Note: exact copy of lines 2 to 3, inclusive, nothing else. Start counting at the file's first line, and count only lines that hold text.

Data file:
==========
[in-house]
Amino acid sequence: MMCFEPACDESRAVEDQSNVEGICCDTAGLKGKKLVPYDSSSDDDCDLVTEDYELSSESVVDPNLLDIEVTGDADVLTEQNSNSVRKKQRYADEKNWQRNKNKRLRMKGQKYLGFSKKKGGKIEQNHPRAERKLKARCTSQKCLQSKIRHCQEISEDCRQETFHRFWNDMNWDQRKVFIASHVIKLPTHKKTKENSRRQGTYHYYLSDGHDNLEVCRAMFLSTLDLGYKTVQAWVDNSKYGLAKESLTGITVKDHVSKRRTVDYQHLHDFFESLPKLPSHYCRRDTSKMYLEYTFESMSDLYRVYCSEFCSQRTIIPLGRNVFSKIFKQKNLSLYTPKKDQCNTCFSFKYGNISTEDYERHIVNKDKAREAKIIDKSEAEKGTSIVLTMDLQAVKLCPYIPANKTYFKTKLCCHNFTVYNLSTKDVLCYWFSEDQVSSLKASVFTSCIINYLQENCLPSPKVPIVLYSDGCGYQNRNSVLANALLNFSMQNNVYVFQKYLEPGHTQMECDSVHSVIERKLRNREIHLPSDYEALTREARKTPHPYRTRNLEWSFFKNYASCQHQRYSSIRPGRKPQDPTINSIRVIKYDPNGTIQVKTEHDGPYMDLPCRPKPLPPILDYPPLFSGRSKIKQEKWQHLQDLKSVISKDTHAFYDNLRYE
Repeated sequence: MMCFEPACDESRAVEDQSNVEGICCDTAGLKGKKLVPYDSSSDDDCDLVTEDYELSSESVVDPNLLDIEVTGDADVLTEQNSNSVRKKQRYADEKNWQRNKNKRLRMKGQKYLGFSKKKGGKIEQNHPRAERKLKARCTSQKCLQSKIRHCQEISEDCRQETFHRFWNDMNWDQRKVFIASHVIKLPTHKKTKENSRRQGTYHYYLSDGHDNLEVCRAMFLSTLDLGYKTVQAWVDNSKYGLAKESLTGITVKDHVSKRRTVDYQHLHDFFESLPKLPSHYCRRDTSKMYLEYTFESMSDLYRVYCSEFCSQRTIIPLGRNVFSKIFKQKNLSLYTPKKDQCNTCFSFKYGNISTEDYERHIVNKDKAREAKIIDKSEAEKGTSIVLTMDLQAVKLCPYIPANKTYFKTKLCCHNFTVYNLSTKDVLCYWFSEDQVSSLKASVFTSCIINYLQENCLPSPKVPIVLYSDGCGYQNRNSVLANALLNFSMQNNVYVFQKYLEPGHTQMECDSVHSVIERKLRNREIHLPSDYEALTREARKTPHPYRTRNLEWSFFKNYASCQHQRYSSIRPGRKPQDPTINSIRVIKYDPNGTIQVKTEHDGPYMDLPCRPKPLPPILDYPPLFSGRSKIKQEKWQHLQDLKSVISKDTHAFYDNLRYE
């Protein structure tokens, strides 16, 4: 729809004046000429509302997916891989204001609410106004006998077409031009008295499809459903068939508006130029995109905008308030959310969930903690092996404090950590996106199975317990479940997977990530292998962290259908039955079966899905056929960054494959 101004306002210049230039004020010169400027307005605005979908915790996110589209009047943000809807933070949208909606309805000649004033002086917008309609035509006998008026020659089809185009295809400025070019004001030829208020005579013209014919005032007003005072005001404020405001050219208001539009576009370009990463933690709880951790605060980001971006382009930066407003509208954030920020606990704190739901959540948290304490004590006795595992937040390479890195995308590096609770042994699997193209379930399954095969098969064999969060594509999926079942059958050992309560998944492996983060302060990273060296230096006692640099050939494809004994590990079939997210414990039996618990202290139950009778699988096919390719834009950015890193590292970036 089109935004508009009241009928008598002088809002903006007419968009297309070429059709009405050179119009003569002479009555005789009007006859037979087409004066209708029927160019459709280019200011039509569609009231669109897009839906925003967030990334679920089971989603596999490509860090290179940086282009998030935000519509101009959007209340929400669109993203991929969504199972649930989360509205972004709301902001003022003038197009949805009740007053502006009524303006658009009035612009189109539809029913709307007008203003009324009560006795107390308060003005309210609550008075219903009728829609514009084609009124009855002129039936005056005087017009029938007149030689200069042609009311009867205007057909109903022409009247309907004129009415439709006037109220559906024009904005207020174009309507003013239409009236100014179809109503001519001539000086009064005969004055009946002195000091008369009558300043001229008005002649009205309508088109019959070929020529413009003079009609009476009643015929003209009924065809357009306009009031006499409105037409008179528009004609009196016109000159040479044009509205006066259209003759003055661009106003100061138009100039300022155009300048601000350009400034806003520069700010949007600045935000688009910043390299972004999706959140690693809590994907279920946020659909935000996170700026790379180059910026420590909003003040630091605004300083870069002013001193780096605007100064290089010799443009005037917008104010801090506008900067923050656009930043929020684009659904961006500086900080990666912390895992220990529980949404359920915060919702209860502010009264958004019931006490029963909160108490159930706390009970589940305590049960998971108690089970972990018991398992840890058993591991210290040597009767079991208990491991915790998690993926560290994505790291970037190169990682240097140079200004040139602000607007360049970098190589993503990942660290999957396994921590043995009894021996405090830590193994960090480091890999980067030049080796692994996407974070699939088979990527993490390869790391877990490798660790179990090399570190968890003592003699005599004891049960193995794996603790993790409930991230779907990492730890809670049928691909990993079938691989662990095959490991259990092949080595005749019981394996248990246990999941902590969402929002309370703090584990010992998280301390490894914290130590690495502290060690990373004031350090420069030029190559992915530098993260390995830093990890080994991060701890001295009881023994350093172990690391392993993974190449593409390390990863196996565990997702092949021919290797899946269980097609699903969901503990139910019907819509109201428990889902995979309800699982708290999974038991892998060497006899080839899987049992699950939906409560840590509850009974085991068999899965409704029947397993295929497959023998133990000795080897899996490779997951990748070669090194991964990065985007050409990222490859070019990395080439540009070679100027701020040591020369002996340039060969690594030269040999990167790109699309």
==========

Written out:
Amino acid sequence: MMCFEPACDESRAVEDQSNVEGICCDTAGLKGKKLVPYDSSSDDDCDLVTEDYELSSESVVDPNLLDIEVTGDADVLTEQNSNSVRKKQRYADEKNWQRNKNKRLRMKGQKYLGFSKKKGGKIEQNHPRAERKLKARCTSQKCLQSKIRHCQEISEDCRQETFHRFWNDMNWDQRKVFIASHVIKLPTHKKTKENSRRQGTYHYYLSDGHDNLEVCRAMFLSTLDLGYKTVQAWVDNSKYGLAKESLTGITVKDHVSKRRTVDYQHLHDFFESLPKLPSHYCRRDTSKMYLEYTFESMSDLYRVYCSEFCSQRTIIPLGRNVFSKIFKQKNLSLYTPKKDQCNTCFSFKYGNISTEDYERHIVNKDKAREAKIIDKSEAEKGTSIVLTMDLQAVKLCPYIPANKTYFKTKLCCHNFTVYNLSTKDVLCYWFSEDQVSSLKASVFTSCIINYLQENCLPSPKVPIVLYSDGCGYQNRNSVLANALLNFSMQNNVYVFQKYLEPGHTQMECDSVHSVIERKLRNREIHLPSDYEALTREARKTPHPYRTRNLEWSFFKNYASCQHQRYSSIRPGRKPQDPTINSIRVIKYDPNGTIQVKTEHDGPYMDLPCRPKPLPPILDYPPLFSGRSKIKQEKWQHLQDLKSVISKDTHAFYDNLRYE
Repeated sequence: MMCFEPACDESRAVEDQSNVEGICCDTAGLKGKKLVPYDSSSDDDCDLVTEDYELSSESVVDPNLLDIEVTGDADVLTEQNSNSVRKKQRYADEKNWQRNKNKRLRMKGQKYLGFSKKKGGKIEQNHPRAERKLKARCTSQKCLQSKIRHCQEISEDCRQETFHRFWNDMNWDQRKVFIASHVIKLPTHKKTKENSRRQGTYHYYLSDGHDNLEVCRAMFLSTLDLGYKTVQAWVDNSKYGLAKESLTGITVKDHVSKRRTVDYQHLHDFFESLPKLPSHYCRRDTSKMYLEYTFESMSDLYRVYCSEFCSQRTIIPLGRNVFSKIFKQKNLSLYTPKKDQCNTCFSFKYGNISTEDYERHIVNKDKAREAKIIDKSEAEKGTSIVLTMDLQAVKLCPYIPANKTYFKTKLCCHNFTVYNLSTKDVLCYWFSEDQVSSLKASVFTSCIINYLQENCLPSPKVPIVLYSDGCGYQNRNSVLANALLNFSMQNNVYVFQKYLEPGHTQMECDSVHSVIERKLRNREIHLPSDYEALTREARKTPHPYRTRNLEWSFFKNYASCQHQRYSSIRPGRKPQDPTINSIRVIKYDPNGTIQVKTEHDGPYMDLPCRPKPLPPILDYPPLFSGRSKIKQEKWQHLQDLKSVISKDTHAFYDNLRYE